Sunday, March 31, 2013

Stars to Fall Like Rain - April 2013

I was looking around to see what to blog when I came across this news - Stars to Fall like Rain. I got interested as I really wish to witness this big event with my two boys, hubby and Eieo. Here's the news I got and read a couple of minutes ago. Happy reading!

Stars to fall like rain in April: Filipino astronomers
By DJ Yap in Manila/Philippine Daily Inquirer | Asia News Network

Manila (Philippine Daily Inquirer/ANN) - Expect "stars to fall like rain" from the night sky next month with the return of the annual Lyrid meteor shower, astronomers at the weather bureau in the Philippines are saying.

The Lyrid meteors come in late April when Earth plows through the dusty tail of the periodic Comet Thatcher (C/1861 G1) and flakes of the comet's dust, most the size of grains of sand, strike the planet's atmosphere at a speed of 49 kilometres per hour and disintegrate in the air as streaks of light.

The event lasts from April 16 to 26 and this year, according to the monthly astronomical diary prepared by the Philippine Atmospheric, Geophysical and Astronomical Services Administration (Pagasa), the Lyrid meteors will be most visible in the evening of April 22.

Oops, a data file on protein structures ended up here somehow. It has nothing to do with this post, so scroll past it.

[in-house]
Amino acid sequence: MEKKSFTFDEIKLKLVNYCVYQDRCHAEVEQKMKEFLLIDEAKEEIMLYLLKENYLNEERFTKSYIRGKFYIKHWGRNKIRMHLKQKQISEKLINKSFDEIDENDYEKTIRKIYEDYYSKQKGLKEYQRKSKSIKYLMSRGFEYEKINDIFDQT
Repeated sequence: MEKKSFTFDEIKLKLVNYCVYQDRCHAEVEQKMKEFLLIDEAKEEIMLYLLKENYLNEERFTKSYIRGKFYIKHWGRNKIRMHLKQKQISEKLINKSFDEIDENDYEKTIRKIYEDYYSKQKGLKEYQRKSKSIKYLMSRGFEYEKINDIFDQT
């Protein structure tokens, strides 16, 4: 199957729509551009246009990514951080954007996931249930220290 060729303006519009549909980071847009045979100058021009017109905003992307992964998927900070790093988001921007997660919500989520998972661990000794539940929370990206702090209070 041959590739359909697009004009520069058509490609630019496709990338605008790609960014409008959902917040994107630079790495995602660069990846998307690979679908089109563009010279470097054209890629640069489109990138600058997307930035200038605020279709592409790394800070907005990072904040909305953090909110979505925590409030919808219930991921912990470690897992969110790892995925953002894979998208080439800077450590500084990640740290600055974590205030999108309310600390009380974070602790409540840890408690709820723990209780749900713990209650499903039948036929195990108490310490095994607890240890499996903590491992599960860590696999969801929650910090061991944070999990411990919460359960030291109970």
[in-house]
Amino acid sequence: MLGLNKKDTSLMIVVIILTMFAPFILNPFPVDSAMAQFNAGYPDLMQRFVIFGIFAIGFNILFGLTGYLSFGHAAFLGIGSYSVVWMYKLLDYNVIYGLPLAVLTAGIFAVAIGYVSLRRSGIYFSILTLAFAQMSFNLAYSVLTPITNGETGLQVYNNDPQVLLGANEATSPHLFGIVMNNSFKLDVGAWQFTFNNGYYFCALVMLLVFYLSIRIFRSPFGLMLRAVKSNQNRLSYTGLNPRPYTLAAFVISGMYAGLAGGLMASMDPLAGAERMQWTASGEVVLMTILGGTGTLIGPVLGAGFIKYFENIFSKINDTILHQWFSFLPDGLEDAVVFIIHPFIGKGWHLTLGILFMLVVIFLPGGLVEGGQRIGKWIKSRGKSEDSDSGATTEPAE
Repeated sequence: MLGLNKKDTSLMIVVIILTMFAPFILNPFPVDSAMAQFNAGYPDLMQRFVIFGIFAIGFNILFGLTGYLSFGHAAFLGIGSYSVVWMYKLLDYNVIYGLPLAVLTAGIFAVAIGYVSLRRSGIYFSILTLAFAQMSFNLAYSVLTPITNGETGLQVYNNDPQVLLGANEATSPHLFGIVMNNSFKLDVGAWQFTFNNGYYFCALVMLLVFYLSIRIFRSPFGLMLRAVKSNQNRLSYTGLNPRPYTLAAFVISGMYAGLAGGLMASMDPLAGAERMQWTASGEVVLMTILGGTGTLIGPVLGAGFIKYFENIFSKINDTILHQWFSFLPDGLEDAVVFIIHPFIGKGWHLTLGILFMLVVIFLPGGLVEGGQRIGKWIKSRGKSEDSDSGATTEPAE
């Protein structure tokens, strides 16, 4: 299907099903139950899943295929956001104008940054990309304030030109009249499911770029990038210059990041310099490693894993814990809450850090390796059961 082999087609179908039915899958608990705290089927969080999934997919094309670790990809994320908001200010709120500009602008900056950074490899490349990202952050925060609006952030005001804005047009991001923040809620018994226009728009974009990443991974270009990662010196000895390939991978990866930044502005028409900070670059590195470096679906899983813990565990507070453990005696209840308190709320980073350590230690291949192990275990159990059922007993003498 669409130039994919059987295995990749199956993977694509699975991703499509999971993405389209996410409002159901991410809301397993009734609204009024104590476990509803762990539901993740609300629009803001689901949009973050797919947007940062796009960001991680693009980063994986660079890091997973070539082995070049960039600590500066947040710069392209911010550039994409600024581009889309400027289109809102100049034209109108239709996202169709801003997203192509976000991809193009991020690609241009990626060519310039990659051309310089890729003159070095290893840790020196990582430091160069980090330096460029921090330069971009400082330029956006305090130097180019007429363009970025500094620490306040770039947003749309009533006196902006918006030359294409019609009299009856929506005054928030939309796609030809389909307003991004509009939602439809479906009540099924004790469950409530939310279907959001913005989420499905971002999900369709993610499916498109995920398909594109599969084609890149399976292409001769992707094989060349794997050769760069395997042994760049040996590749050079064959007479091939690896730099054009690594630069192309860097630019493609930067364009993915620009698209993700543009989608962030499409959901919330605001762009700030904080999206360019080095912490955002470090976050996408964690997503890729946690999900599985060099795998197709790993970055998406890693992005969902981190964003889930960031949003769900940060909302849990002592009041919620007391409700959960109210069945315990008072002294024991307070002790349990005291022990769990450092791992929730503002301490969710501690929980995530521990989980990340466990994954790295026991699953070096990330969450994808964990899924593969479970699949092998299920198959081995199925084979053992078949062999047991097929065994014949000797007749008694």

"The shower typically generates a dozen meteors per hour under optimal conditions," reads the Pagasa report prepared by officer in charge Vicente Malano.

Usually, the shower produces 15 to 20 meteors per hour but better displays sometimes occur when the Earth glides through an "unusually dense clump of [comet] debris."

In 1982, for example, the shower produced as many as 90 Lyrids per hour.

Malano says the Lyrid showers will peak on April 22. "Although not numerous, Lyrids are bright and fast meteors," Malano says.

But a "bright gibbous moon" that night might obscure the light of fainter meteors before dawn, he says.

The Lyrid meteor shower has been observed for more than 2,600 years.

"Chinese records show that 'stars fell like rain' during the meteor shower of 687 BC. However, in recent times, the Lyrids have generally been weak," Pagasa says.

The Lyrids are so called because they appear to stream from a point in the constellation Lyra, according to a posting on the website of the National Aeronautics and Space Administration.

That point in Lyra seems to be the bright star Vega, a brilliant blue-white star about three times wider than the sun and 25 light-years away from Earth.

(With a report from Inquirer Research)

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